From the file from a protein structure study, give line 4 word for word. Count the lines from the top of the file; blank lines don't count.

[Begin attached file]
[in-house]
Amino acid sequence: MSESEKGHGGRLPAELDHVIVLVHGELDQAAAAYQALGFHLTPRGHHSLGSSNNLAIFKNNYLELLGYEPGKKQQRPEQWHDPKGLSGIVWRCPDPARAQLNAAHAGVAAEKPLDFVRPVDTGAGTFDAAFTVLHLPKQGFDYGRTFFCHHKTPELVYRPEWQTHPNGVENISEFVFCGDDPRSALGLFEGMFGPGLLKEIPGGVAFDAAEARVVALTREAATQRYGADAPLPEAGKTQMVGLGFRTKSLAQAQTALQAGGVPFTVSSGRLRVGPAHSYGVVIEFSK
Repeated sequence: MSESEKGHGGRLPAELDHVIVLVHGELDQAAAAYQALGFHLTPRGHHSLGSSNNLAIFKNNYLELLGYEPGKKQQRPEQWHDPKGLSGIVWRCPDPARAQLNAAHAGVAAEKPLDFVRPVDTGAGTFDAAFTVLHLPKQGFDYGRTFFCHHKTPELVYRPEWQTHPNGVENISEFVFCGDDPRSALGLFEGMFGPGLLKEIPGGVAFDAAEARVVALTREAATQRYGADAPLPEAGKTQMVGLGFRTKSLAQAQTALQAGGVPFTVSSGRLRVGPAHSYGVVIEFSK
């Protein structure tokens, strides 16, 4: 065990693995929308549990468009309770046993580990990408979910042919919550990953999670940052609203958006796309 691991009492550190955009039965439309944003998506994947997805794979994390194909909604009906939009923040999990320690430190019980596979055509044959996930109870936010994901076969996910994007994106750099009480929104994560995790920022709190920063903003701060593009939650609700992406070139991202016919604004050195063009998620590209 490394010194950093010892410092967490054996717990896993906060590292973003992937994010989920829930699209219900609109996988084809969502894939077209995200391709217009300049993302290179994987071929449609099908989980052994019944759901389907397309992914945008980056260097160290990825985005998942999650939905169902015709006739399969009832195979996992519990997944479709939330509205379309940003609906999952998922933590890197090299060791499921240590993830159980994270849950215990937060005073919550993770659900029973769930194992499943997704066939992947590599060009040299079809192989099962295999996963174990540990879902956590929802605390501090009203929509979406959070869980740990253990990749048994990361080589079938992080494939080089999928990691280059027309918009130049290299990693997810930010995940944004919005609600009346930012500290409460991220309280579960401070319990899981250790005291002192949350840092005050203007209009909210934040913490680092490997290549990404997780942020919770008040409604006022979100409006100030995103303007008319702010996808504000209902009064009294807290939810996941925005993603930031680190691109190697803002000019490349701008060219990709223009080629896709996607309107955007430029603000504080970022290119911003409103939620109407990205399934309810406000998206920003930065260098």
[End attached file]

């Protein structure tokens, strides 16, 4: 065990693995929308549990468009309770046993580990990408979910042919919550990953999670940052609203958006796309 691991009492550190955009039965439309944003998506994947997805794979994390194909909604009906939009923040999990320690430190019980596979055509044959996930109870936010994901076969996910994007994106750099009480929104994560995790920022709190920063903003701060593009939650609700992406070139991202016919604004050195063009998620590209 490394010194950093010892410092967490054996717990896993906060590292973003992937994010989920829930699209219900609109996988084809969502894939077209995200391709217009300049993302290179994987071929449609099908989980052994019944759901389907397309992914945008980056260097160290990825985005998942999650939905169902015709006739399969009832195979996992519990997944479709939330509205379309940003609906999952998922933590890197090299060791499921240590993830159980994270849950215990937060005073919550993770659900029973769930194992499943997704066939992947590599060009040299079809192989099962295999996963174990540990879902956590929802605390501090009203929509979406959070869980740990253990990749048994990361080589079938992080494939080089999928990691280059027309918009130049290299990693997810930010995940944004919005609600009346930012500290409460991220309280579960401070319990899981250790005291002192949350840092005050203007209009909210934040913490680092490997290549990404997780942020919770008040409604006022979100409006100030995103303007008319702010996808504000209902009064009294807290939810996941925005993603930031680190691109190697803002000019490349701008060219990709223009080629896709996607309107955007430029603000504080970022290119911003409103939620109407990205399934309810406000998206920003930065260098």